As you've most likely heard from a thousand different places before you came here, and will almost certainly hear a lot more about in the days and weeks to come, Kim Jong-Il has died at age 69. North Korea is certainly the place to be looking at to right now; it's an unstable place under normal circumstances, and with a leadership change underway and a massive artillery pointed right at Seoul from a totalitarian state that has nukes (very poor-quality nukes, but nukes nonetheless), for the moment, the world has little choice but to stop dead in its tracks and pay attention. Nobody has any real idea what the new man in charge, 27-year-old Kim Jong-Un, is capable of, and nobody wants to find out the hard way.
I can't profess to tell you either. It is quite possibly the most important piece of information in the world right now and nobody really knows the answer. All anyone can do is speculate, keep their guard up, and wait to see what he does. It's fairly safe to assume, though, that what WON'T happen is that Jong-Un throws open the borders and pledges reconciliation with South Korea.
We do know that North Korea's neighbors are interested mainly in making sure there isn't a total breakdown. South Korea is all but certain that if North Korea goes critical, the fallout will come down squarely on them. China is thinking similarly. Their main worry is preventing a mass exodus of refugees from stampeding across the border, where they would then have to deal with them as they began a long end-run journey to South Korea or whatever country will have them. Whatever you think of China's stance on keeping them from crossing, that's their mindset. And given that the North Korean border guards can themselves defect, as happened in November, they can't count on very much help from them should such an exodus occur.
Japan isn't really sure what to think, but for the moment they're primarily watching their stock market, which responded to Jong-Il's death by immediately tanking due to the uncertainty. They do, however, have the issue of North Korea having abducted several Japanese citizens over the years; the families of the abductees are using the death to try to get the issue to the forefront.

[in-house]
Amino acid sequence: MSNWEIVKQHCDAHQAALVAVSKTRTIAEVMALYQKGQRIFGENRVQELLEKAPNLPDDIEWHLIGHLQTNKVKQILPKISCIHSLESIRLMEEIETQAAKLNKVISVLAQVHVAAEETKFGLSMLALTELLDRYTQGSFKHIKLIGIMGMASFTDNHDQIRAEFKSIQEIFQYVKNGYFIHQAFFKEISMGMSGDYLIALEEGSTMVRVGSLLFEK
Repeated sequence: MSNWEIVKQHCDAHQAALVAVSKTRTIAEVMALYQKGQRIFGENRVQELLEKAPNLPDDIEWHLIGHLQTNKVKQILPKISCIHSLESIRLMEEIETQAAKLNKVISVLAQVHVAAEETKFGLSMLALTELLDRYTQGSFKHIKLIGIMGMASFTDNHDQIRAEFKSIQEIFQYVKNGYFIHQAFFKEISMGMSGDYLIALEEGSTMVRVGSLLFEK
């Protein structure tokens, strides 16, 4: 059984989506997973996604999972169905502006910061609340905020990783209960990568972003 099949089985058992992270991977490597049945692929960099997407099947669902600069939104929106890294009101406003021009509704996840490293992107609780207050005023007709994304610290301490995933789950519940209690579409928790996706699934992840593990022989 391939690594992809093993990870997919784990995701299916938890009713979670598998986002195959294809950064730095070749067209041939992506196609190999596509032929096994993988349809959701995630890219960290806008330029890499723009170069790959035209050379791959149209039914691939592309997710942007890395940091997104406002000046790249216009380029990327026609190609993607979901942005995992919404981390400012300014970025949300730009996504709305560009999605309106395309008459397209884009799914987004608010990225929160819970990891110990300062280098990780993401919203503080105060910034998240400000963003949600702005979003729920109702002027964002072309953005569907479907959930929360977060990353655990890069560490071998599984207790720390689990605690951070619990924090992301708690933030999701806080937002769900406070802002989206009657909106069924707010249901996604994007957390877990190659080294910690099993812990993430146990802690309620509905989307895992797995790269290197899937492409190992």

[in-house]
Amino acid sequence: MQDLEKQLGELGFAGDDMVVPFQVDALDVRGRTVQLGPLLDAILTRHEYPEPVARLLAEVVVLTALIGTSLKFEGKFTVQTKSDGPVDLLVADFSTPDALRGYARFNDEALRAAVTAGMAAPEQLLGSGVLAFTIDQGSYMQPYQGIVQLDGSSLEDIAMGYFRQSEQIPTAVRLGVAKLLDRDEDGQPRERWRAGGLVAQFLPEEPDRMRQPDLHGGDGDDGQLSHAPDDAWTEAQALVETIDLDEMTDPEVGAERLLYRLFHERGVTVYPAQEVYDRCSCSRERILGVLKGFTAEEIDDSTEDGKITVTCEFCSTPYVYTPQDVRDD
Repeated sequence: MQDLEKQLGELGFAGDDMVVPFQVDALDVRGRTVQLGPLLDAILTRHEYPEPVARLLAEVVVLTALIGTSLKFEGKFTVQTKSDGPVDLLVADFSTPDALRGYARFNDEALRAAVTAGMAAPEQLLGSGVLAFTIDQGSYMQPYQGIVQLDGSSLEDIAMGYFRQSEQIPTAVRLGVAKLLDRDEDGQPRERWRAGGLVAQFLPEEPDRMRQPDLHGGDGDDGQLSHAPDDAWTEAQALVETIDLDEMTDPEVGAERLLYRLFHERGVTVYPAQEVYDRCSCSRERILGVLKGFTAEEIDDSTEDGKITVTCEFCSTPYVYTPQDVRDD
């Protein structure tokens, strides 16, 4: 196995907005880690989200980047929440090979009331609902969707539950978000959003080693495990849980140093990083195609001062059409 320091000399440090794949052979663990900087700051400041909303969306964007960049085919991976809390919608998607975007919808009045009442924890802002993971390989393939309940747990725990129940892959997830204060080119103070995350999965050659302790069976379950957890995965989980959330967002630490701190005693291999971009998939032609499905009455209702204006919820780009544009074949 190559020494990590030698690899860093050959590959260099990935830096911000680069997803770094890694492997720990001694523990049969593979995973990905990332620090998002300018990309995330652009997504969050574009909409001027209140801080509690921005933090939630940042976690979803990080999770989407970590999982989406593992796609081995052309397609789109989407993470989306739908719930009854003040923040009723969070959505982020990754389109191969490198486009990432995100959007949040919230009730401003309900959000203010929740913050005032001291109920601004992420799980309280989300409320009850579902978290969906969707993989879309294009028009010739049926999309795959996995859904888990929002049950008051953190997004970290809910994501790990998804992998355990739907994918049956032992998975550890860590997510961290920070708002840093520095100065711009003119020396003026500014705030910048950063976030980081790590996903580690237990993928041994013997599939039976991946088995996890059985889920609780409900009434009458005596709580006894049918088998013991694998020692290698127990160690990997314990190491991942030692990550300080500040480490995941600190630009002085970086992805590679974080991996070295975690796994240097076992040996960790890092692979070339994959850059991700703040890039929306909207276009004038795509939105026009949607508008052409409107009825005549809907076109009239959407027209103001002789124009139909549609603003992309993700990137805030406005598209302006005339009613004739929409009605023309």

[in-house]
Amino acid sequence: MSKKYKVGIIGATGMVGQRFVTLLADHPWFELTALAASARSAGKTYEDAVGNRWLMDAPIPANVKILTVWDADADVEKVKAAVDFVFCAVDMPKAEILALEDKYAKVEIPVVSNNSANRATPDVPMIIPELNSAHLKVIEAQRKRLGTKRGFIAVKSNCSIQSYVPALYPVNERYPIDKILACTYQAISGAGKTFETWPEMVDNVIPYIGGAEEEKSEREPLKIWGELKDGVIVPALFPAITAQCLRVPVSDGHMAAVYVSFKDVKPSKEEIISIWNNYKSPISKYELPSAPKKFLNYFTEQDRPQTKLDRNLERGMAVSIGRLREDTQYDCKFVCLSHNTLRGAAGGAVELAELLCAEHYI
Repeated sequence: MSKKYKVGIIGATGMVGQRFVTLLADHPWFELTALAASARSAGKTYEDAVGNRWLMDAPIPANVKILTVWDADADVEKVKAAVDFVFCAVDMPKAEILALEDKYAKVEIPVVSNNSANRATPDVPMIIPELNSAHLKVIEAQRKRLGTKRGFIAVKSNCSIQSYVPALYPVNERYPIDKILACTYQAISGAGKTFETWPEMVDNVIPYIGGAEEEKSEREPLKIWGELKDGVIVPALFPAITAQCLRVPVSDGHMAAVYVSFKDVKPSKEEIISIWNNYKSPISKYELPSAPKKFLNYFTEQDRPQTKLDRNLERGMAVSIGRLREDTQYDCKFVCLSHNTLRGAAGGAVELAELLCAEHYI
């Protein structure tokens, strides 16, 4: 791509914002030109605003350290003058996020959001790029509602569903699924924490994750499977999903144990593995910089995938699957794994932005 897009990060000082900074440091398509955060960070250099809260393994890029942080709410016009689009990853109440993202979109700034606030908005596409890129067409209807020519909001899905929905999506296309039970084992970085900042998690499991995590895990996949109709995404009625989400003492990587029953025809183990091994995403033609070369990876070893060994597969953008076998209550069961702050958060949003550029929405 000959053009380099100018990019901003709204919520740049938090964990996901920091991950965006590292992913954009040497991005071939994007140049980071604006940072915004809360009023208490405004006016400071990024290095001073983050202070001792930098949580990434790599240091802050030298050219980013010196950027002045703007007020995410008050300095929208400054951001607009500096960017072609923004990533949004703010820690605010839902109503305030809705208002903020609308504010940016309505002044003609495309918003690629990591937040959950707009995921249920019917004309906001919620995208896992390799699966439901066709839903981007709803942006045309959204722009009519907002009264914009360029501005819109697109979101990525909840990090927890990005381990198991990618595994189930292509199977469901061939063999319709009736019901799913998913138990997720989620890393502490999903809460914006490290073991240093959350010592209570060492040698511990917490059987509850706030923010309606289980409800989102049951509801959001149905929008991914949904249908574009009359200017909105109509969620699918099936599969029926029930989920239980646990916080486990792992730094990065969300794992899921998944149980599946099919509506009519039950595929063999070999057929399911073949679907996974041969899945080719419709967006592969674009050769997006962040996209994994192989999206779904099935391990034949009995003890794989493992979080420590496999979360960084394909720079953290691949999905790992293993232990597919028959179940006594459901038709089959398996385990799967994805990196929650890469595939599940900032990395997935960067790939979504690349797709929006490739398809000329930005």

We also know that, even though the preferred end-state all around is a peacefully unified Korean peninsula, nobody knows how to get there, nobody knows if such a thing is even possible, and above all, nobody knows how to prod a North Korean endgame into place without it backfiring into North Korea deciding to go out in a blaze of glory, leveling Seoul and taking it with them, forcing a bloodbath with possibly millions dead, and getting to the point where North Korean loyalists hide in the hills for decades afterward like the Japanese soldiers of World War 2 who were deployed to the Pacific islands and were never told the war was over. Maybe a nuclear warhead gets launched as well. Lacking a way to avoid the blaze-of-glory endgame, all anyone can do is maintain the status quo until and unless some sort of semi-safe solution presents itself. That, of course, has not happened.
We don't know much, though, and we won't know much until Kim Jong-Un starts saying and doing things. We never do when North Korea is concerned.
EDIT: Adrian Hong of Foreign Policy is willing to try to put together a roadmap to that semi-safe solution. It's a long, complicated road with a lot of blind alleys, and there's no way to make things go as quickly as one might like to make them go, and there are a thousand different failure points- which in itself underscores just how difficult a task it is- but it's a roadmap nonetheless.